The Narendra Modi government must not underplay this issue for the sake of improving bilateral relations. It had objected to the new bridge across Pangong Lake on the Chinese side of the LAC because it was in the territory illegally occupied by China. Why should it now dither when a highway is planned to be constructed across a vast swath of our territory? Moreover, it is not a “media report” but an official plan—National Highway Network Plan—authorised by the central government of China, so there’s no question about its authenticity.


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Military implications 

Since the standoff in Eastern Ladakh beginning in May 2020, China has been developing its border infrastructure at a rapid rate. The accommodation capacity has been increased from 20,000 troops in 2020 to 1.2 lakh troop. Captive solar energy and small hydel power projects have been constructed along the LAC, which enhances winter sustenance capability manifold. China has deployed approximately six combined arms brigades from the Xinjiang Military District, which are rotated after one year. The People’s Liberation Army is well prepared for the long haul.

However, due to the absence of or poor quality of north-south roads, it is extremely difficult for the PLA to carry out any inter-sectoral movement between Depsang Plains, the Galwan Valley, Chang Chenmo, north of Pangong Tso, south of Pangong Tso and Indus Valley Sectors. Any inter-sectoral movement requires 100-200 km movement east to G219 before affecting the north-south movement and then travelling the same distance west to the LAC. G695 will facilitate inter-sectoral movement and logistics of the PLA. It will also allow reserves and logistics to the centrally located apart from the overall development of the border region.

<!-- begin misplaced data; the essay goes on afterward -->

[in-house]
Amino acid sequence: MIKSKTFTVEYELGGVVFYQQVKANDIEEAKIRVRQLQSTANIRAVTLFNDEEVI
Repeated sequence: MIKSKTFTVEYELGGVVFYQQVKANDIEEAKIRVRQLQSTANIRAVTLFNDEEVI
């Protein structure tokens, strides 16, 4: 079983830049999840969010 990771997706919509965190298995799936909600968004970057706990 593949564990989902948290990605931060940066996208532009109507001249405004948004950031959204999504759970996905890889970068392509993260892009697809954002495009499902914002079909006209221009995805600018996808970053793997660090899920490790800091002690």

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Lessons for India

The lesson for India is that territorial integrity is best safeguarded by infrastructure development and settlements. It defies logic that Indians still have to get inner line permits to visit even the places of tourist interest[8]   in the vicinity of the northern borders. We have had a Border Area Development Programme since 1986-87 for the security and well-being of the border population. However, development is marred by inadequate budget. In 2020-21, the government had allocated Rs 783.71 crore for the development of border villages and towns, out of which Rs 190 crore ($2.5 million) were allotted for the India-China border. Compare this with China’s $4.6 billion—$1.53 billion per annum for three years for 624 villages in Tibet. The same is true for a number of hydel projects approved for Ladakh and Arunachal Pradesh.

The government has given a great impetus to the development of border roads but the progress is very slow due to a lack of adequate budget, modern technology and tardy execution. China has set a target of 13 years to develop the over 2,000-km-long G695. It took us 20 years to develop the Atal Tunnel to avoid the Rohtang Pass and there are four more tunnels required to be constructed, on which work has not yet started before the Manali-Leh road becomes all-weather.

Open up the borders to tourism. No visit to South Korea is complete without going to the 38th parallel, the border with North Korea. The infrastructure and defences are awe-inspiring and a source of confidence for the domestic population. Do away with the colonial practice of inner line permits. Impose hefty entry/environmental taxes on visitors to earn revenue for infrastructure.

I recommend that apart from lodging a strongly worded protest against the proposed G695, India must immediately announce and vigorously execute the construction of a similar highway all along our border in a faster time frame.

Lt Gen H S Panag PVSM, AVSM (R), served in the Indian Army for 40 years. He was GOC in C Northern Command and Central Command. Post-retirement, he was Member of Armed Forces Tribunal. He tweets @rwac48. Views are personal.

(Edited by Srinjoy Dey)